Singapore Caps Car Growth at Zero Next Year

If you thought traffic was bad in New York or Los Angeles, think again: Singapore has officially run out of room for more cars. The Land Transport Authority of Singapore has frozen the country’s vehicle growth rate to 0 percent starting next year due to land scarcity. The authority has decided that there is no more room to expand the road network for private vehicles.

Singapore is one of the most densely populated countries in the world with a population of 5.6 million people occupying 276 square miles of land. The entire country occupies a group of islands in Southeast Asia half the size of Los Angeles. Until now, 12 percent of the country’s total land area has been used for roads. The Land Transport Authority has decided that intense competition for the city’s limited resources means there are limited opportunities for further road development. Instead, the government committed to expand the state’s existing public transportation infrastructure. The government will invest S$20 billion ($14.7 billion) in new trains, tracks, and stations, S$4 billion to upgrade existing lines, and S$4 billion in buses.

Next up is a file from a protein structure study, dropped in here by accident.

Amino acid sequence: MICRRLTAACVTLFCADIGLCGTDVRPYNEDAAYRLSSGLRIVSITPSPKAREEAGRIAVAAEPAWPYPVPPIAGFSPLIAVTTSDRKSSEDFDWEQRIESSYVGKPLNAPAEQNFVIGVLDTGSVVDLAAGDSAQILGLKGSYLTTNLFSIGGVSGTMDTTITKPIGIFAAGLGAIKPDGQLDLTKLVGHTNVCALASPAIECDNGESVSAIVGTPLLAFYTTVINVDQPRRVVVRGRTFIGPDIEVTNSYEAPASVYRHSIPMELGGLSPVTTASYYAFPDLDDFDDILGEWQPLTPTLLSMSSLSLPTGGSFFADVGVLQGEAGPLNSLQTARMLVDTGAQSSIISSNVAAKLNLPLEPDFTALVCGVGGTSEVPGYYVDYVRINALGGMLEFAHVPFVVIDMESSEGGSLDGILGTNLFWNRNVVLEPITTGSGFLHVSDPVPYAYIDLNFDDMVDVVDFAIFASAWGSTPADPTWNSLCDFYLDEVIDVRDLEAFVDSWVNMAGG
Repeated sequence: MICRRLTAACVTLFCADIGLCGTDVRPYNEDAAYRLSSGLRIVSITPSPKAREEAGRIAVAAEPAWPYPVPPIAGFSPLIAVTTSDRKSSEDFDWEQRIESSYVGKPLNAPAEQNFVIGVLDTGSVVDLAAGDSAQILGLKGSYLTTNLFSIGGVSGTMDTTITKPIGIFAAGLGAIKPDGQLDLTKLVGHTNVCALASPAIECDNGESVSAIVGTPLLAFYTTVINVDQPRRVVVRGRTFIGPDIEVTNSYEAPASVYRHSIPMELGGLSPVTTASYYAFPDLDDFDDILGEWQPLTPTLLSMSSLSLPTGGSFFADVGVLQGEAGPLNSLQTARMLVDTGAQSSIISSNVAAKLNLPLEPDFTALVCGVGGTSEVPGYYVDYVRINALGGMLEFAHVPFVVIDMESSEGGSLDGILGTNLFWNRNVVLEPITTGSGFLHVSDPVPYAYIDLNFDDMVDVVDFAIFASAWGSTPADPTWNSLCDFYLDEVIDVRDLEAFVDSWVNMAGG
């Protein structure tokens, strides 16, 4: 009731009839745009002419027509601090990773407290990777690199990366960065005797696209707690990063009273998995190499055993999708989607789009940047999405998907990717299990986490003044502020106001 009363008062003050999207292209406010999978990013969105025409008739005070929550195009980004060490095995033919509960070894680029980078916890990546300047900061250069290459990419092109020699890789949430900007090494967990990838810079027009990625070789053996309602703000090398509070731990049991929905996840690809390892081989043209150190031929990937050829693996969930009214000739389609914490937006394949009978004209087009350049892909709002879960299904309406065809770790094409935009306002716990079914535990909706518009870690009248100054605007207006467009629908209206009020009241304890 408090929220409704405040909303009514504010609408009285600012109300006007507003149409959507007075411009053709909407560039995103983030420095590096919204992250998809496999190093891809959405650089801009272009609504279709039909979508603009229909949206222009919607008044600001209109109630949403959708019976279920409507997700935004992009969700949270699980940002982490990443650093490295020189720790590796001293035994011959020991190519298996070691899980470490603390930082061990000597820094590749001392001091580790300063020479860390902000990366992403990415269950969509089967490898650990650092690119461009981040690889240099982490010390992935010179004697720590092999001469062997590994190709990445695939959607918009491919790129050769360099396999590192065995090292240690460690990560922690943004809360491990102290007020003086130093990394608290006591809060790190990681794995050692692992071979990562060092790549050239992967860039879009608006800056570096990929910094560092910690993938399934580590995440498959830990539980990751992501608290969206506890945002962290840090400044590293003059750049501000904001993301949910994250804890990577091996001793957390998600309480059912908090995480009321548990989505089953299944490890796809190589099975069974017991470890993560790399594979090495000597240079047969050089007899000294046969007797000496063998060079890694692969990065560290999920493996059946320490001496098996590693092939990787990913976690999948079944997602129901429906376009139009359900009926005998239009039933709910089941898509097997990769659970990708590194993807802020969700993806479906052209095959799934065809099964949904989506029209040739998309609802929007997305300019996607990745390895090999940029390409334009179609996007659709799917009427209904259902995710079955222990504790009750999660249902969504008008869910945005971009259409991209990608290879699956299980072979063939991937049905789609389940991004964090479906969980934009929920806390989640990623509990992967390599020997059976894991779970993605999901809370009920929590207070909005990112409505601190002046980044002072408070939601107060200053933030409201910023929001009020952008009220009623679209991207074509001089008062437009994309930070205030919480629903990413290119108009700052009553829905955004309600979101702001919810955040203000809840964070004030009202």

While commuters might be thrilled, the country’s 600,000 vehicle owners will have to brace for more competition for limited spots on the road. Singapore is one of the most expensive countries to own a vehicle. The government sets an annual growth rate below that of the general population, and then owners bid on the right to operate a vehicle for a limited number of years. Thus, there are far more prospective drivers than cars on the road, driving up the cost of the bids. A mid-range car in Singapore can cost four times the price in the United States. Despite that, there are more than 600,000 cars in operation, including many that are now used for ride-hailing services like Uber and Grab in response to the expense of owning a private vehicle. In this sense, Singapore is just ahead of the curve. The city’s density and investment in public transit presage the probable fate of cities like Paris, London, and New York.

Singapore has steadily tightened restrictions on vehicle ownership for years. The previous growth rate was 0.25 percent per year for cars and motorcycles. Decreasing the growth rate to zero will, in all likelihood, drive up costs again. The LTA will review the growth rate in 2020 and maintain a 0.25 percent growth rate for buses, delivery vehicles, and trucks until 2021.